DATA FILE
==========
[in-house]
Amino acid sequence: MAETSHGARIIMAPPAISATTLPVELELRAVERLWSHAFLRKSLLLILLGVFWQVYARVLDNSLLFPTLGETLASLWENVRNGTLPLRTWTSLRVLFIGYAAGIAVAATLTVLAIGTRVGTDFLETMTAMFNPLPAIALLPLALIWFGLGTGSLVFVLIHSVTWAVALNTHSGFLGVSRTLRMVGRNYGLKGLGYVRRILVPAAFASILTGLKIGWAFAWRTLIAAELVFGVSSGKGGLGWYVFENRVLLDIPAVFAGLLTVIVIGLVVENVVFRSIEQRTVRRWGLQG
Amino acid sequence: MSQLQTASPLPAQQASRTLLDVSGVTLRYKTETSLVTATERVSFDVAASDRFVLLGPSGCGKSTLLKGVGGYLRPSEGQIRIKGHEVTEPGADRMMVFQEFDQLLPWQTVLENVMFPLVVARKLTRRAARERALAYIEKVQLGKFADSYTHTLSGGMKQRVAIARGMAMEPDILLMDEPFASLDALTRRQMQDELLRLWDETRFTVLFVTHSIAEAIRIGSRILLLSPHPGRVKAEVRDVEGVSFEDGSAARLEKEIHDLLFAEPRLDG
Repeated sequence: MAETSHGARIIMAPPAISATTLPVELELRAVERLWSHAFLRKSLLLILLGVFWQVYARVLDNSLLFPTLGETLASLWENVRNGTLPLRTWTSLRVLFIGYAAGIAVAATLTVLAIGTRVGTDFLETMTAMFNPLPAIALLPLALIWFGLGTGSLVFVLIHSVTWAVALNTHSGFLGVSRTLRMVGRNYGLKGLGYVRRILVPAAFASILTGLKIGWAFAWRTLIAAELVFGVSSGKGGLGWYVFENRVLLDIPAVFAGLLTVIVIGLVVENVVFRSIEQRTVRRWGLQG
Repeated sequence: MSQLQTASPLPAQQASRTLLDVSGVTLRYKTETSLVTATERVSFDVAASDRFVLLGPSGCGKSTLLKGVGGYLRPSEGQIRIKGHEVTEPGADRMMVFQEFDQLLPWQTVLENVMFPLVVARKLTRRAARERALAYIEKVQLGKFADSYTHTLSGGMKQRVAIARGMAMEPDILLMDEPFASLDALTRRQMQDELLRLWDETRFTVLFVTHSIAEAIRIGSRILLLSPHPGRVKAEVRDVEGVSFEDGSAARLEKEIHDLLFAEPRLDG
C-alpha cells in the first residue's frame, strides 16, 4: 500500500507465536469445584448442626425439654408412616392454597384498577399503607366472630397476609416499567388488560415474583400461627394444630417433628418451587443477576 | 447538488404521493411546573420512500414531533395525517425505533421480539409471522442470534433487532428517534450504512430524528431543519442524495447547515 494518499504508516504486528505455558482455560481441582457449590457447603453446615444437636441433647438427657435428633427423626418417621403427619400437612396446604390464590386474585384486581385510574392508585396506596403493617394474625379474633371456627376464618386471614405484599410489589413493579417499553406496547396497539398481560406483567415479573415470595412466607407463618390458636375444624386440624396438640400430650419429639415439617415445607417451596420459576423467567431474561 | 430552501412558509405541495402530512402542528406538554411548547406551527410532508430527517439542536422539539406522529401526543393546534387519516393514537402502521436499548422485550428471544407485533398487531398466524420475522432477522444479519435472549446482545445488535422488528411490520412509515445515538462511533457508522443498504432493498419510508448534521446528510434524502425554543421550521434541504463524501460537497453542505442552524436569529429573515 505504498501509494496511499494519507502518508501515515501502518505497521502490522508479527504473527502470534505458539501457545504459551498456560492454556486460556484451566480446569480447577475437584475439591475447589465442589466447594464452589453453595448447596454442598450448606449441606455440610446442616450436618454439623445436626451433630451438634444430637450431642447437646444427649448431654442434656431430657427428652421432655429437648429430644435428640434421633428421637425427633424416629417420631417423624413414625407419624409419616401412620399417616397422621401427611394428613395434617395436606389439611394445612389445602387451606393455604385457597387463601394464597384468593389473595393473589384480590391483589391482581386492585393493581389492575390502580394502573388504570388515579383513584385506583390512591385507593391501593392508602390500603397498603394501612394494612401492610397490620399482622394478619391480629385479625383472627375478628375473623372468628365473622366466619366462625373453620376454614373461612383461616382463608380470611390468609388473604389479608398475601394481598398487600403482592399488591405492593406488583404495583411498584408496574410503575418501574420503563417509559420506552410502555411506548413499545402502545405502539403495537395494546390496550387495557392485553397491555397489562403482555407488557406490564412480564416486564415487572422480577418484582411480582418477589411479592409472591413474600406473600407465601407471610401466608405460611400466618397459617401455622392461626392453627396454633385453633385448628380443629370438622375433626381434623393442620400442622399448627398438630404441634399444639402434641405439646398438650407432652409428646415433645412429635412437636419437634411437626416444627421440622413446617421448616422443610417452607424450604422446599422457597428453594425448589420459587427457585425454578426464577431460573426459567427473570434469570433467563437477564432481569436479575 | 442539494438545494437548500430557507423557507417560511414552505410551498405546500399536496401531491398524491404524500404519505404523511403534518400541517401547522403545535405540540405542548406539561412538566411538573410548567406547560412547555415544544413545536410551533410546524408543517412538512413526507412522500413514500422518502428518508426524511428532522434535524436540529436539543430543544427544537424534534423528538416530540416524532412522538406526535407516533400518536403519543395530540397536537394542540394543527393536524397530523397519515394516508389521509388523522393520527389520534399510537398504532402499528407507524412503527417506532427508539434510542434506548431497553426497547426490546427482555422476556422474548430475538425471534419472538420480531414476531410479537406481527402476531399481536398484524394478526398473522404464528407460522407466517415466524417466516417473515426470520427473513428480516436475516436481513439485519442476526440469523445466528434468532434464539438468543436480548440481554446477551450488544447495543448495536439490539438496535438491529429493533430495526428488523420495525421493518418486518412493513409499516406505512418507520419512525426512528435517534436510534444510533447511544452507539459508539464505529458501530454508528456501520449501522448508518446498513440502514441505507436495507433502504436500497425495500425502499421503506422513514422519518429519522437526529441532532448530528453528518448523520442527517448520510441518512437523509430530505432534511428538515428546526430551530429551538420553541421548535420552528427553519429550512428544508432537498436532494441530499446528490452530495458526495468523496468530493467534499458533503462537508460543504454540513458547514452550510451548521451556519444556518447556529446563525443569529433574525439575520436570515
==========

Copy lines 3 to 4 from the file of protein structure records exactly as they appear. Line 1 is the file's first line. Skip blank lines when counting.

Amino acid sequence: MSQLQTASPLPAQQASRTLLDVSGVTLRYKTETSLVTATERVSFDVAASDRFVLLGPSGCGKSTLLKGVGGYLRPSEGQIRIKGHEVTEPGADRMMVFQEFDQLLPWQTVLENVMFPLVVARKLTRRAARERALAYIEKVQLGKFADSYTHTLSGGMKQRVAIARGMAMEPDILLMDEPFASLDALTRRQMQDELLRLWDETRFTVLFVTHSIAEAIRIGSRILLLSPHPGRVKAEVRDVEGVSFEDGSAARLEKEIHDLLFAEPRLDG
Repeated sequence: MAETSHGARIIMAPPAISATTLPVELELRAVERLWSHAFLRKSLLLILLGVFWQVYARVLDNSLLFPTLGETLASLWENVRNGTLPLRTWTSLRVLFIGYAAGIAVAATLTVLAIGTRVGTDFLETMTAMFNPLPAIALLPLALIWFGLGTGSLVFVLIHSVTWAVALNTHSGFLGVSRTLRMVGRNYGLKGLGYVRRILVPAAFASILTGLKIGWAFAWRTLIAAELVFGVSSGKGGLGWYVFENRVLLDIPAVFAGLLTVIVIGLVVENVVFRSIEQRTVRRWGLQG